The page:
Hercules Engine News

By Staff
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When it comes to Hercules engines, there are
sometimes more questions than there are answers. When were Wico
magneto systems first used on Hercules engines? According to Jaeger
engine literature, they were first fitted with the Wico EK magneto
beginning on March 1st, 1923. Evidence indicates they were also
used on the Arco brand engines beginning near that same time. It
should be noted that all of the comments in this story pertain to
the small block (3-1/4-inch bore) engines. These Jaeger and Arco
engines had “FW” after the 2 HP rating on the identification tag.
In the same serial number sequence, the Hercules and Economy
engines continued to be either 1-1/2 HP E or F models until later
in 1923.

From what is known, the use of the Wico PR magneto preceded the
Wico EK by perhaps a year.

On the Hercules-built engines, there was sort of an evolution
after the Wico PR was introduced. Several engines, especially the
Arco, have been observed with the Wico PR magneto and an early
version of the Type 2 magneto drive. Perhaps it was offered as an
option for the not-too-successful 1A Webster magneto system. A Type
2 magneto drive and the Wico PR magneto is shown in Photo 1 on an
Economy Model E engine. It was probably a field change kit that was
available from Wico.

Interestingly, the magneto bracket in Photo 2 is slightly
different from the normal one we are used to seeing. On the back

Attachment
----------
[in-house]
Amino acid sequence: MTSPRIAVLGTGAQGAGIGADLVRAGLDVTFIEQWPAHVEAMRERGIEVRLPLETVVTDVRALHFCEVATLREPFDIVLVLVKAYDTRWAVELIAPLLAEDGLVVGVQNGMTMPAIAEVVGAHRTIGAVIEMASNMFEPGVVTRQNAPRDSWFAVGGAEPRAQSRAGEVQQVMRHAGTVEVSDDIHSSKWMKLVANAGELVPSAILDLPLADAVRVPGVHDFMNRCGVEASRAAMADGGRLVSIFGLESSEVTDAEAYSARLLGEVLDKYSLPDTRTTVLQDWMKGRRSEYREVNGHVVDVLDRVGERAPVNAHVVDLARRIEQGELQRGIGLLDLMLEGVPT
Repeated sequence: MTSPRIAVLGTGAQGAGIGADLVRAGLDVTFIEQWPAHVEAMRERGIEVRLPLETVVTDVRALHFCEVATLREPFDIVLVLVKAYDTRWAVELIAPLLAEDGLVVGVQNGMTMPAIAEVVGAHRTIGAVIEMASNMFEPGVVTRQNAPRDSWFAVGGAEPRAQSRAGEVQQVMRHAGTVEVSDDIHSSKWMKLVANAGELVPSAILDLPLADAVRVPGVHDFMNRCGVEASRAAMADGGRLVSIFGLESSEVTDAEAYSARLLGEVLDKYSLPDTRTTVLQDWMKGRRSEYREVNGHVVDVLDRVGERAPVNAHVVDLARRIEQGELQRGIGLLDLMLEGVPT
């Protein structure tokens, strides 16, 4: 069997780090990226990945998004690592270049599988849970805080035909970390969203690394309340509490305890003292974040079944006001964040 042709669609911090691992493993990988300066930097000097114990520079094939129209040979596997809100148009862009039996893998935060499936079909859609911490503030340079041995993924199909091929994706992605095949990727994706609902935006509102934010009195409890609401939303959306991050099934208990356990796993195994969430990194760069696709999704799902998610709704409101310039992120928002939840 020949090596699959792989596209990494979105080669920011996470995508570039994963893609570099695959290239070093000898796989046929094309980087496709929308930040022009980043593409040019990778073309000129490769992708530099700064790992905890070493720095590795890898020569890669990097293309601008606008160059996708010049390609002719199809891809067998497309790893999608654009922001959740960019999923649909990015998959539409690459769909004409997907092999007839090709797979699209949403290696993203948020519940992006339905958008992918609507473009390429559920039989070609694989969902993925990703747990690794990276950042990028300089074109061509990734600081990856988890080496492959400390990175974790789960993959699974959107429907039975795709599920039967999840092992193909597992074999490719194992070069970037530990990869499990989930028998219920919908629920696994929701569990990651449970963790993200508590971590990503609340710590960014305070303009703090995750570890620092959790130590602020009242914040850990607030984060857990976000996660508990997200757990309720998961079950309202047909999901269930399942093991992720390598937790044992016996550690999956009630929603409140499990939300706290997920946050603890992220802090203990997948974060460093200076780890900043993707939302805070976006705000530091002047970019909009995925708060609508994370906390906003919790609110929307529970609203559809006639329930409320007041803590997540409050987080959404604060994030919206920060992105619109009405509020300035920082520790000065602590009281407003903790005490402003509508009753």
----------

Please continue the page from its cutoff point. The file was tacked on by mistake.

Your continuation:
side, the bracket is very close to the engine block and does not
sit forward enough, so it required a recessed head screw in the top
hole. Later the bracket was lengthened slightly so it cleared the
block and a regular cap screw could be used in the top hole.

The first Wico EK magneto drive used a one-piece side rod
bracket with a rather thin supporting web, as seen in Photo 3.

That bracket was prone to breakage, so, as you can see in Photo
4, a reinforcing web was added.

During the time when these two side rod brackets were used, the
trip finger holder did not have the October 30, 1923 patent date on
it. It also did not have the screw and clip to hold the trip finger
in the holder.

Shown in Photo 5 is the more common adjustable two-piece side
rod bracket and the trip holder with the patent date and retaining
clip.

Glenn Karch is a noted authority on Hercules engines.
Contact him at: 20601 Old State Road, Haubstadt, IN 47639;
glenn.karch@gte.net

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